This article originally appeared on NextBillion.net.
by Vivek Maru and Andy White
Approximately 3 billion people in the developing world live without secure legal rights to their lands, forests, and pastures.
There is an intimate relationship between stewardship and ownership: We tend to take care of what we know is ours. For that
reason, community land rights should be a key priority in our pursuit of environmentally sustainable development. But these
rights are not mentioned in the Zero Draft resolution for the upcoming Rio+20 Conference on Sustainable Development in Rio de Janeiro. This is a mistake.
Substantial research now shows that secure community land rights are fundamental to success in slowing deforestation, providing food security, and lifting the poorest people out of poverty. To give just one example, a recent study comparing 80 forest areas in 10 countries across Asia, Africa, and Latin America found community-owned forests were five times more likely than state-owned forests to have above-average tree cover and below-average domestic usage of wood. When communities had secure ownership, they chose to conserve.
Yet nearly half the people on Earth are without secure land rights. And more than ever, the lands those people inhabit are in demand. The pace of large-scale land sales surged when food prices spiked in 2007-2008 and, though food prices slowed, the land rush has continued.
In 2009 alone, transactions covering at least 56.6 million hectares were concluded or under negotiation, more than 13 times the average amount of land opened to cultivation annually between 1961 and 2007.
In principle, these transactions have the potential to increase economic productivity and stimulate growth. But when the rights of existing owners are insecure, there is great risk of exploitation and of land use decisions that are not in a nation’s long-term interest. Indeed, recent evidence suggests a race to the bottom: the large-scale acquisitions and concessions are disproportionately concentrated in countries where land rights are weakest.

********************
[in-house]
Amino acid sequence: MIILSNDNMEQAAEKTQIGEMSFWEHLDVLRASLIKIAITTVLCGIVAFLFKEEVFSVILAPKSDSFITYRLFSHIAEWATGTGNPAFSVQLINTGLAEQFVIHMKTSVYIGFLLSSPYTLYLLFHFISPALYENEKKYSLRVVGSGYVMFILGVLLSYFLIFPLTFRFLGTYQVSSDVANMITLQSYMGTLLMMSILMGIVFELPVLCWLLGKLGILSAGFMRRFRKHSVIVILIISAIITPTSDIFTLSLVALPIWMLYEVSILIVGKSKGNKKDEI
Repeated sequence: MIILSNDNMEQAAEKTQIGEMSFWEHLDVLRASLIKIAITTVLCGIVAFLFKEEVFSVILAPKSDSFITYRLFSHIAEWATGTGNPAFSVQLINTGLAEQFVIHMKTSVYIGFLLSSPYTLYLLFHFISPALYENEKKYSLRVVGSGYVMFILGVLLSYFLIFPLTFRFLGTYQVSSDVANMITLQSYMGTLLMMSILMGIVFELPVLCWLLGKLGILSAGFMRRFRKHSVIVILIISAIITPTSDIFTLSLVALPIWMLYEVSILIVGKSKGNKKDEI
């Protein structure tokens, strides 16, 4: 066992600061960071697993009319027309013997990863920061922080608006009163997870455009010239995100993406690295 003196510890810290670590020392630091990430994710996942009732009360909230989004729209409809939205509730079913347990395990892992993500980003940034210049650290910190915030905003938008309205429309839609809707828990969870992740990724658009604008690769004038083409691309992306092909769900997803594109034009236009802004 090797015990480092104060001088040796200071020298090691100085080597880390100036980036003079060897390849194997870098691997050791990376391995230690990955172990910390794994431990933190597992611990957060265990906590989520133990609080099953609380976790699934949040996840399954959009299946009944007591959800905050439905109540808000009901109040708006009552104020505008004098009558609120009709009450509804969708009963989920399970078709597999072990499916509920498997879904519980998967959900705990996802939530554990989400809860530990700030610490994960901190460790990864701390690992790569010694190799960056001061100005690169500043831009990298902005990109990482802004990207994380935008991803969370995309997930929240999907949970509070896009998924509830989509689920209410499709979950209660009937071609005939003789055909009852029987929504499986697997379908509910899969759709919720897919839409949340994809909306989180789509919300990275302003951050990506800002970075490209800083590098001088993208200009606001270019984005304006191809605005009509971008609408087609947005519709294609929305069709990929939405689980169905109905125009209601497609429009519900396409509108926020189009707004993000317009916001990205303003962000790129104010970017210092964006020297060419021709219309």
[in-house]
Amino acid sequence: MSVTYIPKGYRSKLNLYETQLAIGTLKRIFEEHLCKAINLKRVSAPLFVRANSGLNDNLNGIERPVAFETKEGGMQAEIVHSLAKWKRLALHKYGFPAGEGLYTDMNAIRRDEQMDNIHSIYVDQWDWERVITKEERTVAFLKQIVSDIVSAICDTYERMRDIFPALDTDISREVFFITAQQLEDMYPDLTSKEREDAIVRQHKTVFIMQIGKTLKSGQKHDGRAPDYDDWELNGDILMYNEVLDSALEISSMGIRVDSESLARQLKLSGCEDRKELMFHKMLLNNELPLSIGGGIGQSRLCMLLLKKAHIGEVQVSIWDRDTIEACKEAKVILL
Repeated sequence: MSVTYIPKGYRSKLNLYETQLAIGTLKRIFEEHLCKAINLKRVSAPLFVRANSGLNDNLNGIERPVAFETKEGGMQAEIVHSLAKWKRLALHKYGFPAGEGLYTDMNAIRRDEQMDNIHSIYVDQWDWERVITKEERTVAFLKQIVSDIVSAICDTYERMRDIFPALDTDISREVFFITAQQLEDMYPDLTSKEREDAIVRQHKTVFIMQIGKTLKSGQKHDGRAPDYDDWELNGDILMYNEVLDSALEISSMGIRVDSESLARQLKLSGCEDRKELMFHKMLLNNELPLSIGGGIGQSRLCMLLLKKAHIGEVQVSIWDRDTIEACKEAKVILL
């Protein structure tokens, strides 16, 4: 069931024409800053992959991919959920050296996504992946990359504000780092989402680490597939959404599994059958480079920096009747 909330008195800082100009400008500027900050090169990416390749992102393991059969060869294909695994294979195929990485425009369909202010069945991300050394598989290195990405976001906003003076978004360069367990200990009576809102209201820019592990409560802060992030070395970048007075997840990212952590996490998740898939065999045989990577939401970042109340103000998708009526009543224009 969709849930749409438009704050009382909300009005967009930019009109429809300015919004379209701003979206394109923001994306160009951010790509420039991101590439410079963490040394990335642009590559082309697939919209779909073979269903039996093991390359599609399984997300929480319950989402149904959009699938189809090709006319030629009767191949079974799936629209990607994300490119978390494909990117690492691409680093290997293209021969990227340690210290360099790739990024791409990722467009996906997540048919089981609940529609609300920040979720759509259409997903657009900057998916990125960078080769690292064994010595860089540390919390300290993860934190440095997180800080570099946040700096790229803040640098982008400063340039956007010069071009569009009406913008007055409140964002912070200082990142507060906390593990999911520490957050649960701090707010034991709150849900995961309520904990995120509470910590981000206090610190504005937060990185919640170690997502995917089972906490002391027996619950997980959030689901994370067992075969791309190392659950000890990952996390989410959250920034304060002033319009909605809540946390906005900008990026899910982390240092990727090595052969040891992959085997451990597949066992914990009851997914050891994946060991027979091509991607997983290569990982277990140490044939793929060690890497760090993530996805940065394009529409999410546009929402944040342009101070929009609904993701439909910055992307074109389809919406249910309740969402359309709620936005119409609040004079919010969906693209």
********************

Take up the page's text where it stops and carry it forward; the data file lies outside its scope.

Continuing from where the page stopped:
Companies that seek to take advantage of weak rights regimes—whether inadvertently or intentionally—may do so at the risk of their own bottom lines. When firms consider investments, they should ask governments, “Who owns this land?” and act accordingly. If they fail to do so, they may face both active and passive resistance from the indigenous land owners, which can stall or halt operations, increase costs, and – in the digitally connected world we live in – tarnish a firm’s global reputation.
For cautionary tales, investors might look to the recent experiences of Stora Enso, one of the world’s largest paper companies, and Sime Darby, the Malaysian palm oil giant.
Although Stora Enso has a detailed commitment to social responsibility, a 2010 study of the company’s activities in China showed that middlemen acting on its behalf violated the law and used threats of physical violence to secure land for the company’s eucalyptus plantations.